Both the United States and Russia are making efforts to catch up with China in terms of the number of institutions and centers focused on AI. Both countries will reportedly open their own centers for AI in the near future, although there are significant differences in which the three countries approach AI. For instance, Russian efforts are driven closely by the Kremlin, whereas China seeks to combine the civilian and military utilities of AI in a big way. The United States, at least for the time being, is looking at AI for assistance in areas such as logistics and open-source data analysis.

Clearly, there is a big surge in AI research in China, and it is easy to come to some hasty conclusions about how that might play out. According to Jeffrey Ding, a researcher at the University of Oxford and author of a study on China’s AI strategy, China’s capabilities as on date are “only about half those of the US.”  He argues that the United States has an edge in AI when it comes to hardware design, algorithmic research, and overall commercial linkages. China’s edge is possibly in terms of the data they are about to churn through a mix of Chinese “private” companies and government agencies. Some groups estimate that China “will possess about 30 per cent of the world’s data” in about a decade.

For many countries around the world, China’s lead in AI itself is not much of a concern. But how that aids Beijing’s military plans in the future should cause some worry. China’s plans to develop large autonomous robotic submarines, to give just one example, create anxieties. These are believed to “large, smart and relatively low-cost,” unmanned in nature and can traverse the international strategic maritime spaces by 2020s.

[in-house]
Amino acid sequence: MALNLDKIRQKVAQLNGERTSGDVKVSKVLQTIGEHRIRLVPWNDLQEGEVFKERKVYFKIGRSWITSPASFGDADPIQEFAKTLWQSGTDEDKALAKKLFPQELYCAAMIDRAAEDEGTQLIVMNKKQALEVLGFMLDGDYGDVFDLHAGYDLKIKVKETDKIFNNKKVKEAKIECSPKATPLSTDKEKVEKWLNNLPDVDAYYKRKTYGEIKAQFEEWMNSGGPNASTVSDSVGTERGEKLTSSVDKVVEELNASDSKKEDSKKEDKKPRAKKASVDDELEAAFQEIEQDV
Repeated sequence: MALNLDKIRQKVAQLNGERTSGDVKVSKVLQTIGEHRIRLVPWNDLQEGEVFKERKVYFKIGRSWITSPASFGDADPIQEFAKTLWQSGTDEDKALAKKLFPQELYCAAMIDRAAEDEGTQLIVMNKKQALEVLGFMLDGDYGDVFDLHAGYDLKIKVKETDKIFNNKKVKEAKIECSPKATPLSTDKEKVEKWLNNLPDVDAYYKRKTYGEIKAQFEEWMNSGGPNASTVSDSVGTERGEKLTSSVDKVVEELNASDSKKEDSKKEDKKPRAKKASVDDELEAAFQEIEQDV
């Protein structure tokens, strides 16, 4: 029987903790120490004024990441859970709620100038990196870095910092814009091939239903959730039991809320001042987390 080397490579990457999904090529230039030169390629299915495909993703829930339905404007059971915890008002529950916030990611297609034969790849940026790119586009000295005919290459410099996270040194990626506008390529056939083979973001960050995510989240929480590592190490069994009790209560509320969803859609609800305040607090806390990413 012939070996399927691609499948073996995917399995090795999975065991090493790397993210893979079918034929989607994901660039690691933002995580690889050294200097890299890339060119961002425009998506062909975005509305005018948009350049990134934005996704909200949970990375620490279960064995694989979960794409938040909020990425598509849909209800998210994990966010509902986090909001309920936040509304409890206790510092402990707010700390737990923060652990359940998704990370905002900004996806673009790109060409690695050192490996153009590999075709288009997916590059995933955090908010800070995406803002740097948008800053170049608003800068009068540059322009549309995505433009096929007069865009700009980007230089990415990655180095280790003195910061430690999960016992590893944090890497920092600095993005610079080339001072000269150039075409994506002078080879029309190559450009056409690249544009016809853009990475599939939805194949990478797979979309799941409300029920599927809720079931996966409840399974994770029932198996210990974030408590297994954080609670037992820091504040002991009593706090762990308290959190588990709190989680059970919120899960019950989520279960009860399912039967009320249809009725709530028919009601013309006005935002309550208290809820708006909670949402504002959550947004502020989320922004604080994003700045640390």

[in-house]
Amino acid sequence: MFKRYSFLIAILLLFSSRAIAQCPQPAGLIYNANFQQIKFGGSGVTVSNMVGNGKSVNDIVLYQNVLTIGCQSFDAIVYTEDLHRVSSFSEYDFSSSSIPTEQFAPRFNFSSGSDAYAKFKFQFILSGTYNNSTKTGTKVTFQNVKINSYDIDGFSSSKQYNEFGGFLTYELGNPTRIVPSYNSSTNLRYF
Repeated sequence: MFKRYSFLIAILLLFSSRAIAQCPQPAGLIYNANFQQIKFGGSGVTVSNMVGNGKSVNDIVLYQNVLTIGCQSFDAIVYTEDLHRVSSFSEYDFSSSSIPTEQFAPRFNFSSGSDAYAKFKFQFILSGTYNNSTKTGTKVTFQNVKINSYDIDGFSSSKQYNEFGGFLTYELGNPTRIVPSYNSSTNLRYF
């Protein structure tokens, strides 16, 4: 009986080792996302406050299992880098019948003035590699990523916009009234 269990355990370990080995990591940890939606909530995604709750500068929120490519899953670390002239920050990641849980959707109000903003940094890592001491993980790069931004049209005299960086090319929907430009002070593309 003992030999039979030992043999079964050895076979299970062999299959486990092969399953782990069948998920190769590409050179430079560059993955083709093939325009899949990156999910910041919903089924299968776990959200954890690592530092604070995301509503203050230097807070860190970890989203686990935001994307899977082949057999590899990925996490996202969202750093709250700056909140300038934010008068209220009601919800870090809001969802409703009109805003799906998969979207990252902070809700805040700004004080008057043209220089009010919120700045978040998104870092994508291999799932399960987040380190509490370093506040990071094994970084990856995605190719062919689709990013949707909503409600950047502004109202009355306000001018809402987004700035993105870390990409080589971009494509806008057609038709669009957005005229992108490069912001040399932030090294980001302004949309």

The traditional advantage held by the western naval powers such as the United States, and Asian maritime powers such as Japan and India, could possibly be eroded by the new Chinese venture. These submarines could be entrusted with underwater operations including mine placement, reconnaissance, and anti-carrier kamikaze ops aimed at the United States and its allies. Zhuhai in Guangdong province boasts of having the world’s largest testing facility for surface drone boats.

While China does not plan to do away with human operators in submarines totally, these AI-assisted underwater boats will have no humans on board and they will have the self-sufficient capacity to head out, complete their missions, and head back to the base without any command support.

It is worth noting that this could also heighten regional security competition more generally. China’s new venture is unlikely to go ahead without any competition, and this could in fact drive a new competition on the naval front as well. In fact, the United States has plans to develop its own Extra Large Underwater Unmanned Vehicles (XLUUVs), for instance, and Boeing and Lockheed Martin are already on the job.

China is also pushing AI in tank warfare by reportedly converting its old Type 59 Soviet tanks into unmanned vehicles fitted with AI. Reports indicate that back in 2014, China had set up its first dedicated research center for unmanned ground vehicles. While the tanks’ main gun was not visible in the recent China Central Television (CCTV) footage, Indian analysts familiar with tank warfare note that it is only a matter of time.

China’s advances in the military domain using AI are nothing short of remarkable. Clearly, such AI-assisted systems, if they are successfully deployed, give China a huge edge. But this will also likely spur a new technological arms race in the region, giving defense planners one more thing to worry about.